Poison Awareness – By Debbie Kendrick, ABCDT and VP of ABC
Media & PR Contact
Angela Peña, Director of Media and Public Relations
Updated Wednesday, December 03, 2008 : 4:52:31 PM
As a fellow dog enthusiast I am sure you are aware that one of the most direct routes to winning a dog’s heart is through his stomach. I believe most of you will also agree that dogs use their mouths to investigate the world around them – tasting, chewing and often consuming the interesting things in their environment. While the consumption of some foods, plants, household chemicals, and other seemingly edible objects may seem initially rewarding to our furry friends, they could be poisonous and thus deadly when ingested.
Unfortunately, dogs do not have the ability to differentiate between what is safe and what is dangerous for them to eat; thus, thousands of dogs per year unknowingly ingest toxic substances and subsequently poison themselves. In addition, loving dog owners unknowingly provide their pets with poisonous foods as treats (i.e. chocolate) because they lack poison awareness knowledge. This is where you as a professional dog trainer come in.
According to the ASPCA Animal Poison Control Center, 130,000 poison related cases were reported and handled just in 2007 alone. With this many occurrences in only one year, it just makes good sense to add poison awareness to your Dog Trainer’s Toolbox.
While the following lists are in no way complete, I have tried to include the most common and most dangerous substances that may be ingested by dogs. Also, be informed that while certain substances are poisonous to dogs and other animals regardless of the amount ingested, other poisonous substances can be tolerated in very small doses based on the amount ingested in relation to the animal’s weight. For instance, while chocolate is a widely-known toxin for dogs, a minimal amount of chocolate ingested by a large dog will most likely be filtered through his system without the need for a trip to the veterinarian.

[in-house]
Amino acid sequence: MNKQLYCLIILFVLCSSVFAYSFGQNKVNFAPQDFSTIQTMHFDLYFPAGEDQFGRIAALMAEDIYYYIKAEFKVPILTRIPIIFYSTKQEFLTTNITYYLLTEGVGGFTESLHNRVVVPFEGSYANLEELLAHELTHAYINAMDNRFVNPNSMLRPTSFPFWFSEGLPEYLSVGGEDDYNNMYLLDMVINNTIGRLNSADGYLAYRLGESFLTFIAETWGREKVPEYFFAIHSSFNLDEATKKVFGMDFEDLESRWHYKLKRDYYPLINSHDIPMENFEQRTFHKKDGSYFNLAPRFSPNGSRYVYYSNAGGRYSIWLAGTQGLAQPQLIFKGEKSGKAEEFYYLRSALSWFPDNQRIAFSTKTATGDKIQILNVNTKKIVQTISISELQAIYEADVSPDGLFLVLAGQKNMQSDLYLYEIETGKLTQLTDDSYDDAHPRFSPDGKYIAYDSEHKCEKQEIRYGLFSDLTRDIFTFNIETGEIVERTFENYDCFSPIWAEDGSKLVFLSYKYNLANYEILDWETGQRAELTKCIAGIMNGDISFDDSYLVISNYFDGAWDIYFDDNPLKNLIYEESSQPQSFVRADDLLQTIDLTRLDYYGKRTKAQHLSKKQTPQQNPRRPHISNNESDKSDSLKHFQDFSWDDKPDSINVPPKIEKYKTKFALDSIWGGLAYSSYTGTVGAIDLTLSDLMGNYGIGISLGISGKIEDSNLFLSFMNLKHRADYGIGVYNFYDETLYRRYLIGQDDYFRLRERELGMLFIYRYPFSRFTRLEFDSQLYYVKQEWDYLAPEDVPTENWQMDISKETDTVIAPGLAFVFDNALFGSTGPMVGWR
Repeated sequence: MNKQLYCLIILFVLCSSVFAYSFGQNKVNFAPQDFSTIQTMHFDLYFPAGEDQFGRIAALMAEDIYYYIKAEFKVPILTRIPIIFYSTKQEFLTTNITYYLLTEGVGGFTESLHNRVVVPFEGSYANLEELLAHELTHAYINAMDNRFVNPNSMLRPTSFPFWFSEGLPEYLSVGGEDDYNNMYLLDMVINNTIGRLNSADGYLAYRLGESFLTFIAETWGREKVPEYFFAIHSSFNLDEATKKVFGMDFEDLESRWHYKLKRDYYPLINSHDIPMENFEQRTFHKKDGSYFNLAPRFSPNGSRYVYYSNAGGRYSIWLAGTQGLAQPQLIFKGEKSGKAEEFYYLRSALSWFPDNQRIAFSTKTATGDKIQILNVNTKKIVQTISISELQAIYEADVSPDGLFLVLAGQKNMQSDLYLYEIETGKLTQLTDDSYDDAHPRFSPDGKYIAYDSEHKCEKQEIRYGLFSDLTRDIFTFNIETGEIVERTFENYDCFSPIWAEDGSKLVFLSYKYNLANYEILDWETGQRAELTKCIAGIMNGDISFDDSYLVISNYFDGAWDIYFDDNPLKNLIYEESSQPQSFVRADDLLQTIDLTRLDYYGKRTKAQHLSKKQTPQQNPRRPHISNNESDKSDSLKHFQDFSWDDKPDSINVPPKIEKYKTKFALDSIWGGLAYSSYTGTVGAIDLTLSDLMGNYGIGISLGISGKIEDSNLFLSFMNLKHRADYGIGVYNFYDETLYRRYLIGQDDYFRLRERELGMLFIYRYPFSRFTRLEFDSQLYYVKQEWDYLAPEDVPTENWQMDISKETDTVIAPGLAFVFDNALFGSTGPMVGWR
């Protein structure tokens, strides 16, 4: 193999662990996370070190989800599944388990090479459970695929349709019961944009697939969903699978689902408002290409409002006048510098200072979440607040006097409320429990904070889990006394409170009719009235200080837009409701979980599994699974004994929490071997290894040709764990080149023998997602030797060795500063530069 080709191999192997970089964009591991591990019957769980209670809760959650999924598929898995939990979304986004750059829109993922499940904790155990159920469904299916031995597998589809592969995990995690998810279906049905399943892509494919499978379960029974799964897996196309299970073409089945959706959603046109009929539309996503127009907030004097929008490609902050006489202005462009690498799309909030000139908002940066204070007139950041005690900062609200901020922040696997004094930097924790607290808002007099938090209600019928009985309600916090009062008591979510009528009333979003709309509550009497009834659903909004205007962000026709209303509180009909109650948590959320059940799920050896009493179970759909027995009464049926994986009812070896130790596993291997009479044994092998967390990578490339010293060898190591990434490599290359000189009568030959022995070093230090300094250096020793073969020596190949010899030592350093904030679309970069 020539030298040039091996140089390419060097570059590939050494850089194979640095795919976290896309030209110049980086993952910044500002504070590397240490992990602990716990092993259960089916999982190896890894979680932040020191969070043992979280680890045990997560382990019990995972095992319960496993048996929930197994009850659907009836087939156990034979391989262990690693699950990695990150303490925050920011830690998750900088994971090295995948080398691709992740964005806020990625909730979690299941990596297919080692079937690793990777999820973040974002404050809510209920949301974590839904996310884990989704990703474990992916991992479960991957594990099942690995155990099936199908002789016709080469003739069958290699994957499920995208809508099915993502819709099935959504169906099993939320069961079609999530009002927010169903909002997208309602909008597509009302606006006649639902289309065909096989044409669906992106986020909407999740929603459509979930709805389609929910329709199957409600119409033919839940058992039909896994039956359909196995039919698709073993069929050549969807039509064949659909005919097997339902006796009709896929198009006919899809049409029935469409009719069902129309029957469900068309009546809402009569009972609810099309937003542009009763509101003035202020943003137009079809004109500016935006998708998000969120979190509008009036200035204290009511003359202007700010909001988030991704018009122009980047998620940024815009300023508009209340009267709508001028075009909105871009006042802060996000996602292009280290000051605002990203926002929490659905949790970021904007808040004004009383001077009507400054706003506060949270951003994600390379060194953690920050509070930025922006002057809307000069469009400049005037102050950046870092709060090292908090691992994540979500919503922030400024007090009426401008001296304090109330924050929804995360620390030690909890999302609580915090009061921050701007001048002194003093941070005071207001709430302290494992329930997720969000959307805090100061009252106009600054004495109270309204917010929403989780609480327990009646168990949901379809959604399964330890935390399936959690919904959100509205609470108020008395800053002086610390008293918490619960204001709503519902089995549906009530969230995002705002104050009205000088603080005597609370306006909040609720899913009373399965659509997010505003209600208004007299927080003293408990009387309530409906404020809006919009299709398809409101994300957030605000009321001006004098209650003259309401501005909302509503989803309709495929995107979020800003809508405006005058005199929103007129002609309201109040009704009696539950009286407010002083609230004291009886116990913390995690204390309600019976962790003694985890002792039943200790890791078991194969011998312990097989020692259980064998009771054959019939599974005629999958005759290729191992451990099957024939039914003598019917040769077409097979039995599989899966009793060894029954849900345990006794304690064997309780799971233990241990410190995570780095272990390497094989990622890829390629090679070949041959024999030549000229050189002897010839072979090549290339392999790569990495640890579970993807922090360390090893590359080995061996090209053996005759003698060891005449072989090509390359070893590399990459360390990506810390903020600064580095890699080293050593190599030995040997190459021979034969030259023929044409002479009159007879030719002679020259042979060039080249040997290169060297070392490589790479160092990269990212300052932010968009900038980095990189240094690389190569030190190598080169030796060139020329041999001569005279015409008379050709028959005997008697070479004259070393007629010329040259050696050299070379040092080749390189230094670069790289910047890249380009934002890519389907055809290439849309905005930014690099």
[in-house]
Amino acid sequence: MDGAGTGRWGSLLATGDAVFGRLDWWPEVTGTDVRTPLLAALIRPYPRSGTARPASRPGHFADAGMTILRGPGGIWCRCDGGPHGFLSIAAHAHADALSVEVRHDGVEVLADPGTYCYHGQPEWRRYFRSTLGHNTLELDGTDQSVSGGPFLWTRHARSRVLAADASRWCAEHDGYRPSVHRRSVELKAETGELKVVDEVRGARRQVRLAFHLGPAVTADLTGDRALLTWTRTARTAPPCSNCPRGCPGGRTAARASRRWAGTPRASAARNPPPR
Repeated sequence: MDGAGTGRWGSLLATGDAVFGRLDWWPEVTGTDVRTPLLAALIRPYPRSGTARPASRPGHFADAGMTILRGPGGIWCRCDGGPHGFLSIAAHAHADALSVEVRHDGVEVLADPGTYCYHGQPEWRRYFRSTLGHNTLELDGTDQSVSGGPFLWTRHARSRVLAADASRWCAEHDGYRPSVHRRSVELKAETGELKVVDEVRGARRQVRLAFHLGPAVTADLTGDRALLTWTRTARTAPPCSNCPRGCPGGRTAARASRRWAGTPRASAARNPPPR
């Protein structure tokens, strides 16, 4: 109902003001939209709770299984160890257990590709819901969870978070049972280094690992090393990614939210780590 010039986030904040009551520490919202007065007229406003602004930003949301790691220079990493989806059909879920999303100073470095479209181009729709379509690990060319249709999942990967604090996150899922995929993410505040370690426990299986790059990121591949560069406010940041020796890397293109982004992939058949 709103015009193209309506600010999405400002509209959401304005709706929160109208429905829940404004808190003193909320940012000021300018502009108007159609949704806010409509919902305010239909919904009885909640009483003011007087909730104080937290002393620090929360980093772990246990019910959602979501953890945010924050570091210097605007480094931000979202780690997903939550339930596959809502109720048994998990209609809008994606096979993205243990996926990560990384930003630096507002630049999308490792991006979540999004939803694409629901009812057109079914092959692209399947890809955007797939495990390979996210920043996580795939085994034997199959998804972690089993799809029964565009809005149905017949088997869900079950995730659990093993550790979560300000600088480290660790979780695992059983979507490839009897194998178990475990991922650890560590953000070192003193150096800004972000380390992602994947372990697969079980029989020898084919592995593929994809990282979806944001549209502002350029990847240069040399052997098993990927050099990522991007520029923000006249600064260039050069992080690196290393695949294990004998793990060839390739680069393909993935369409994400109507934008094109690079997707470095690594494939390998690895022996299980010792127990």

Foods – The ASPCA Animal Poison Control Center urges dog owners to avoid feeding the following foods to their pets: alcoholic beverages, avocado, baking powder, baking soda, chocolate, coffee, fatty foods, many fruit pits including those of cherries, peaches, avocados, and apricots, macadamia nuts, moldy or spoiled foods (such as those found in garbage), mushrooms, onions and onion powder, raisins and grapes, salt, yeast dough, garlic, and products containing the artificial sweetener xylitol.
Household products – Common household products can be extremely toxic to canines, such as automobile antifreeze, a liquid that can leak from some automobiles. The liquid is green in color and sweet to the taste. The dog only needs to lick a small amount of antifreeze off of the street or driveway to become poisoned. Other poisonous household products include cleaners such as Febreeze odor neutralizer, bleach, abrasive cleaners, cleaning solvents, dish washing detergent, laundry detergent, disinfectants, drain cleaner, furniture polish, paint and paint solvents, and more. Even office supplies such as indelible ink, pencils, and crayons should be kept in a secure place as these too are toxic when ingested. Personal care items such as hair dye and perfume are dangerous as well.